Trusts are contracts. You don't necessarily receive money when you are 21, you receive money when the trust says you do. You need to see the trust to see its terms. As a beneficiary you have the right to have information about the trust and the money in it. If you are not speaking to you grandfather you should hire an attorney to speak for you.
The contents of this answer should be considered friendly advice, not legal advice and the answer should not be construed to constitute an attorney-client relationship. If you'd like actual legal advice, call me at 954-567-4100. Also, if you liked this answer did, be sure to click the thumbs-up button
You are entitled to a copy of trust and accounting of assets.
The trust will outline the timeline of when you will receive your distribution.
If your grandfather is not following the instructions in trust-you might have a reason to petition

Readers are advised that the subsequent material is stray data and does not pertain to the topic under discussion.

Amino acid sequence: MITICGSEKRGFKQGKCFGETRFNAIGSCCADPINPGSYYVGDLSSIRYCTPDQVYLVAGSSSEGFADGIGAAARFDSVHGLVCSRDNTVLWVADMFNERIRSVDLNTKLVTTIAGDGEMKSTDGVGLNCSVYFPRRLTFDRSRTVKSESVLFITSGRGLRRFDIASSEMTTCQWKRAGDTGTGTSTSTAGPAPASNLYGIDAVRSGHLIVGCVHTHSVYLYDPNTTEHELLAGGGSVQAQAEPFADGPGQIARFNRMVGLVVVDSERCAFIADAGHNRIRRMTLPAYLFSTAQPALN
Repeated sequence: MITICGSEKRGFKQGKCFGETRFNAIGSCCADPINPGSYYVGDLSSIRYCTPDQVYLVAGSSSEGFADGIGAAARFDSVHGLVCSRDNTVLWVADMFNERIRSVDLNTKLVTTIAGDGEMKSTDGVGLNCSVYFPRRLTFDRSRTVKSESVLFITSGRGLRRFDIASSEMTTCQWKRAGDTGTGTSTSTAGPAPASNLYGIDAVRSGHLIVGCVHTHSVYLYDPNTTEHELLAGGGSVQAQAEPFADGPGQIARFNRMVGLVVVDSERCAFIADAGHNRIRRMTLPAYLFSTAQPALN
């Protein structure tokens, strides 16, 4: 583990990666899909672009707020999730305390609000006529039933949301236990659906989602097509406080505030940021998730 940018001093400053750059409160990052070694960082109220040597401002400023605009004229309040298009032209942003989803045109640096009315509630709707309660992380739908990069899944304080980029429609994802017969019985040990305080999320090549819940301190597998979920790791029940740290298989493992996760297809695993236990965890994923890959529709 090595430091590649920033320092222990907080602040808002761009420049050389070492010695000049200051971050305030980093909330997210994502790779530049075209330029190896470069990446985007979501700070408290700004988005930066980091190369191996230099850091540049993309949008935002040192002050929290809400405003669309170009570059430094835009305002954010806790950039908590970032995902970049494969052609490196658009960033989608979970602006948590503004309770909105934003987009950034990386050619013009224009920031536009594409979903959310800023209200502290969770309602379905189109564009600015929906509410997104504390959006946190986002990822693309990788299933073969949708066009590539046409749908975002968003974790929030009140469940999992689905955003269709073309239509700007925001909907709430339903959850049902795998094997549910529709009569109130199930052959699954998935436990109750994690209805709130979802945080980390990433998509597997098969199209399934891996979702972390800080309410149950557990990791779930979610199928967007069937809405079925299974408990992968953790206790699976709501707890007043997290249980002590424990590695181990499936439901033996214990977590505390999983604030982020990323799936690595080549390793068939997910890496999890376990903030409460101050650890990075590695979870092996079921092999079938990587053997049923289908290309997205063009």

for his removal as trustee.
You will need an attorney to assist in getting your distribution and the records you are entitled.
The answer given does not imply that an attorney-client relationship has been established and your best course of action is to have legal representation in this matter.
You will need to know if this trust was created under a Last Will and Testament or by a Living Trust. If it was created under a Will the Will is a public document. You can go to the Probate Clerk in the County in which your grandmother died and get a copy of the Will and then determine if the Will controls the Trust. Otherwise, I recommend you consult an attorney to request the Trust disclosures that you are entitled to under the law.